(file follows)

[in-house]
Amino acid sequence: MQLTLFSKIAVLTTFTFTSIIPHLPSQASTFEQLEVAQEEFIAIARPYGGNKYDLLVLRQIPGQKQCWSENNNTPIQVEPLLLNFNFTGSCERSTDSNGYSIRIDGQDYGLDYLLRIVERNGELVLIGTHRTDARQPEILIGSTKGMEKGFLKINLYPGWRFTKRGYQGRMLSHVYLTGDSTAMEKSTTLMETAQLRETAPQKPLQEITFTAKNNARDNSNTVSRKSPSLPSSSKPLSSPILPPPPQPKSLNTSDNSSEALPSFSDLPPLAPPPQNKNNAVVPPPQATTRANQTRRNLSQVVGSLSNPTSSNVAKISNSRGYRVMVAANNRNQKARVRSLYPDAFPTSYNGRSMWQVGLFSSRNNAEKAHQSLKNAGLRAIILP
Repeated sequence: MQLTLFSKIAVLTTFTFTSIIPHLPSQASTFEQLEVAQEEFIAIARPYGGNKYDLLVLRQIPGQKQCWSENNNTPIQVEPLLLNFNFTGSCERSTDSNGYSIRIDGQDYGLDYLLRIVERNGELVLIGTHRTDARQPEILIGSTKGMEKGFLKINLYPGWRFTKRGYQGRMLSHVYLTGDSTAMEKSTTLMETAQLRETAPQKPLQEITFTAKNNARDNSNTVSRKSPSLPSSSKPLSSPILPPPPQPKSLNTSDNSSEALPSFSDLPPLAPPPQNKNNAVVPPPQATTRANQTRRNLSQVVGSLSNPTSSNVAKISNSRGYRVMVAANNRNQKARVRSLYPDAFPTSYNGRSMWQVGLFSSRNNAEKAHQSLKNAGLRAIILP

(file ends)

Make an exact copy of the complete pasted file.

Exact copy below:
[in-house]
Amino acid sequence: MQLTLFSKIAVLTTFTFTSIIPHLPSQASTFEQLEVAQEEFIAIARPYGGNKYDLLVLRQIPGQKQCWSENNNTPIQVEPLLLNFNFTGSCERSTDSNGYSIRIDGQDYGLDYLLRIVERNGELVLIGTHRTDARQPEILIGSTKGMEKGFLKINLYPGWRFTKRGYQGRMLSHVYLTGDSTAMEKSTTLMETAQLRETAPQKPLQEITFTAKNNARDNSNTVSRKSPSLPSSSKPLSSPILPPPPQPKSLNTSDNSSEALPSFSDLPPLAPPPQNKNNAVVPPPQATTRANQTRRNLSQVVGSLSNPTSSNVAKISNSRGYRVMVAANNRNQKARVRSLYPDAFPTSYNGRSMWQVGLFSSRNNAEKAHQSLKNAGLRAIILP
Repeated sequence: MQLTLFSKIAVLTTFTFTSIIPHLPSQASTFEQLEVAQEEFIAIARPYGGNKYDLLVLRQIPGQKQCWSENNNTPIQVEPLLLNFNFTGSCERSTDSNGYSIRIDGQDYGLDYLLRIVERNGELVLIGTHRTDARQPEILIGSTKGMEKGFLKINLYPGWRFTKRGYQGRMLSHVYLTGDSTAMEKSTTLMETAQLRETAPQKPLQEITFTAKNNARDNSNTVSRKSPSLPSSSKPLSSPILPPPPQPKSLNTSDNSSEALPSFSDLPPLAPPPQNKNNAVVPPPQATTRANQTRRNLSQVVGSLSNPTSSNVAKISNSRGYRVMVAANNRNQKARVRSLYPDAFPTSYNGRSMWQVGLFSSRNNAEKAHQSLKNAGLRAIILP